I had a pairing with a Savagnin and a truffle-potato course with my last chef. It was a great combination but if you have never had a glas of Savagnin before, the people are just stressed about drinking the wine and cannot concentrate on the food. You really have to know how open your customer is.

Should a Sommelier(e) taste the guest’s wine?

You should inform them and than yes for sure, nobody likes to have the corky taste before eating a great meal.

Wine list:

What are the key ingredients for creating a wine list for a restaurant and what is your opinion on some ridiculous pricing on wine in restaurants, do you have tips on how to determine markups?

It depends how much money you have available and how quick the suppliers can deliver you – same with the glasses. You should have wines for every taste. From crispy whites to big burgundys and pinot style reds to high concentrated thick Syrah. For the guests who don’t like to be advised by the Sommelier you should have a hand of wines who are a bit famous. And for sure you can have some wines who are more unknown and you should make sure that you have people who can do the consulting for your customers. Than I would show to have a wine for every course I serve.

The bottle price on your wine list should start with the half price of the smallest menu and then you should know what kind of people your customers are and how expensive you can go.

How do you manage to stay on top of the changes in the wine industry?

I’ve visited a lot of tastings, did a lot of wine trips and was reading much about wines in magazines and blogs. But my decision was every time just stay classic and don’t get to spiritual than you will have never problems with your cellar. I am trying not to get too focused to some areas, for me it is really important to have a selection from around the world.

How would a new vineyard get the attention of someone like you to notice their wine and what’s the best way for producers to improve their chances of being listed?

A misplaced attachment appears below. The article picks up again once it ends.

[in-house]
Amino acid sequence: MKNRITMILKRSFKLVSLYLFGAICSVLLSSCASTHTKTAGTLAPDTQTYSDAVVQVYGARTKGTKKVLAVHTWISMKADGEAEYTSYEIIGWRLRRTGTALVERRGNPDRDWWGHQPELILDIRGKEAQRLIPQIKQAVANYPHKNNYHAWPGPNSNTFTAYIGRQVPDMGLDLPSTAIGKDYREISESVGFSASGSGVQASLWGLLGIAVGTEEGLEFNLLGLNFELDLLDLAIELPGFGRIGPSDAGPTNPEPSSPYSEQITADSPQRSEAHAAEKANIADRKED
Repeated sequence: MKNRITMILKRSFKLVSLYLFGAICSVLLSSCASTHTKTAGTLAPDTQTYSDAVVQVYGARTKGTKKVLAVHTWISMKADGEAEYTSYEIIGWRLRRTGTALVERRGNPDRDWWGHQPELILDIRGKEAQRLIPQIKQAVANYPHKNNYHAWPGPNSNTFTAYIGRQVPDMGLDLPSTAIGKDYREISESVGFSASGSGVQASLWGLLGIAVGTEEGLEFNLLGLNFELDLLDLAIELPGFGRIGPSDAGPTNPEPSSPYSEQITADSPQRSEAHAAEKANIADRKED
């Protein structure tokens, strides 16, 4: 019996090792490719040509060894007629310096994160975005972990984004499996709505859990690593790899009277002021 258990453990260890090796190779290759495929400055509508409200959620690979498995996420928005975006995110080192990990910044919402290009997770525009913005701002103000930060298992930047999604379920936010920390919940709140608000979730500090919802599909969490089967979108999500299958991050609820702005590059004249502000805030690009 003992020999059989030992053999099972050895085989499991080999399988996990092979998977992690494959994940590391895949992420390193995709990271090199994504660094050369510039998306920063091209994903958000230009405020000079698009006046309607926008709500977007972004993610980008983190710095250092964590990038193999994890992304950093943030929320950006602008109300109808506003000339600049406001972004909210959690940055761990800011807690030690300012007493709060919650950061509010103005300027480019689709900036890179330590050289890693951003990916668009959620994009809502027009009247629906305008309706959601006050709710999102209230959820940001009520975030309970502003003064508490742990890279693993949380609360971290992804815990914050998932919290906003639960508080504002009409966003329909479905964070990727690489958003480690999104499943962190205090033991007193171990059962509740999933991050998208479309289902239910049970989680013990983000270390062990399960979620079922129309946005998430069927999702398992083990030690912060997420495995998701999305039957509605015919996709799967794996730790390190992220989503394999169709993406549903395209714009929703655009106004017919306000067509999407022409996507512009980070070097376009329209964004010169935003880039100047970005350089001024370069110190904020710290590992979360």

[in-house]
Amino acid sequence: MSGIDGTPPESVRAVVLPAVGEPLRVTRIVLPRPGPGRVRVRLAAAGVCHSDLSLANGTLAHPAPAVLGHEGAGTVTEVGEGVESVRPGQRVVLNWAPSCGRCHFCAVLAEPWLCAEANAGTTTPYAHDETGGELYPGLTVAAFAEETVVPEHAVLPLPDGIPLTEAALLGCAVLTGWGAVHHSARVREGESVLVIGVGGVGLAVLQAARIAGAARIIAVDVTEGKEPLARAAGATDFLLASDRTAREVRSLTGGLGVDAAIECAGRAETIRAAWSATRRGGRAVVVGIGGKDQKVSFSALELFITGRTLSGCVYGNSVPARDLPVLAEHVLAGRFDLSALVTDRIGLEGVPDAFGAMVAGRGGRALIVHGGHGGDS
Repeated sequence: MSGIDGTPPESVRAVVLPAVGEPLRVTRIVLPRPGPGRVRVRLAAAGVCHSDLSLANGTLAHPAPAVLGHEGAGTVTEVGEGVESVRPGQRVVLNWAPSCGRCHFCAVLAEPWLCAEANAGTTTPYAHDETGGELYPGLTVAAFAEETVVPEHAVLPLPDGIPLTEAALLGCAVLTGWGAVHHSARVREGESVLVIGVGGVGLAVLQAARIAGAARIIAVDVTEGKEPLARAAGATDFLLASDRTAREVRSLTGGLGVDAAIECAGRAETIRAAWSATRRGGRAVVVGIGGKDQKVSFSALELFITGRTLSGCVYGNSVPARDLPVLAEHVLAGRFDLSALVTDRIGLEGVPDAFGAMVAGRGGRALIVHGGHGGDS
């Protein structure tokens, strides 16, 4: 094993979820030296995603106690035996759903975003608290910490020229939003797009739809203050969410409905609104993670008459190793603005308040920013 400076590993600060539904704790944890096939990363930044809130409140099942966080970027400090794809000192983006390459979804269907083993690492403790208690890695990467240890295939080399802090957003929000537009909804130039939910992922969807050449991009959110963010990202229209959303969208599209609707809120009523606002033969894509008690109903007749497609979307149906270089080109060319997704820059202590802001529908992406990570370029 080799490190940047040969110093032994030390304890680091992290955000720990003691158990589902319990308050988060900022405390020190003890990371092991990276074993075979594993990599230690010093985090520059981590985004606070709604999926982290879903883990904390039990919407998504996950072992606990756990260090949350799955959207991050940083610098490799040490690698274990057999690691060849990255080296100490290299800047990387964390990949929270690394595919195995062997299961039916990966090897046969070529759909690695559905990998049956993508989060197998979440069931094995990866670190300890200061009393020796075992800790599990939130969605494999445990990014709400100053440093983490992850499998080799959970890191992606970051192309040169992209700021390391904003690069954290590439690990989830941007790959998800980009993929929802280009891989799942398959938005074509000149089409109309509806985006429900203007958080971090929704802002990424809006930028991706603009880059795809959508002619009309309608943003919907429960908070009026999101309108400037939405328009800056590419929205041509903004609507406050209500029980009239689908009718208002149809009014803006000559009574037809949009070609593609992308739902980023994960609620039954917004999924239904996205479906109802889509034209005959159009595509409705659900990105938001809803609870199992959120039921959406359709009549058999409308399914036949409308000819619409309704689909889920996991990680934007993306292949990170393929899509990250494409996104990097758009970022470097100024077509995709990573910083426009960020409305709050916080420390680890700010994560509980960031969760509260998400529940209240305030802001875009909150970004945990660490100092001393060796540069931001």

I’m not the one who likes to have spontaneous visitors, the best is, if they would try to call me, get my contacts and inform me what they are doing than they can sent me samples. After I will taste the wines blind and if they are of good quality and fair priced, they have the chance that I will buy.

Favourite pick:

If you were a wine, which variety would you be, and why?

I would be a Pinot Noir, taste everyday different never boring…

What are the top 3 types of wine (your faves) we would find in your home wine collection and what’s your desert island wine?

A matured off dry Riesling, you can combine it with a lot of food, and Riesling is the king of all wines….some elegant Burgundy like Chardonnay from Chassagne or Puligny because I love those wines…some structured Pinot Noir like the ones of Chevillon because you have a powerful taste and don`t get a headache in the sun….but I don’t like to drink alone….

Any interesting suggestions about magazines or online platform?

Purple Pages, Guildsomm, Decanter, Wine Spectator, Fine Magazine

Stefanie Hehn

@ by Dominik Kozlik – Zeitgeist Sommeliers – International Sommelier Positions –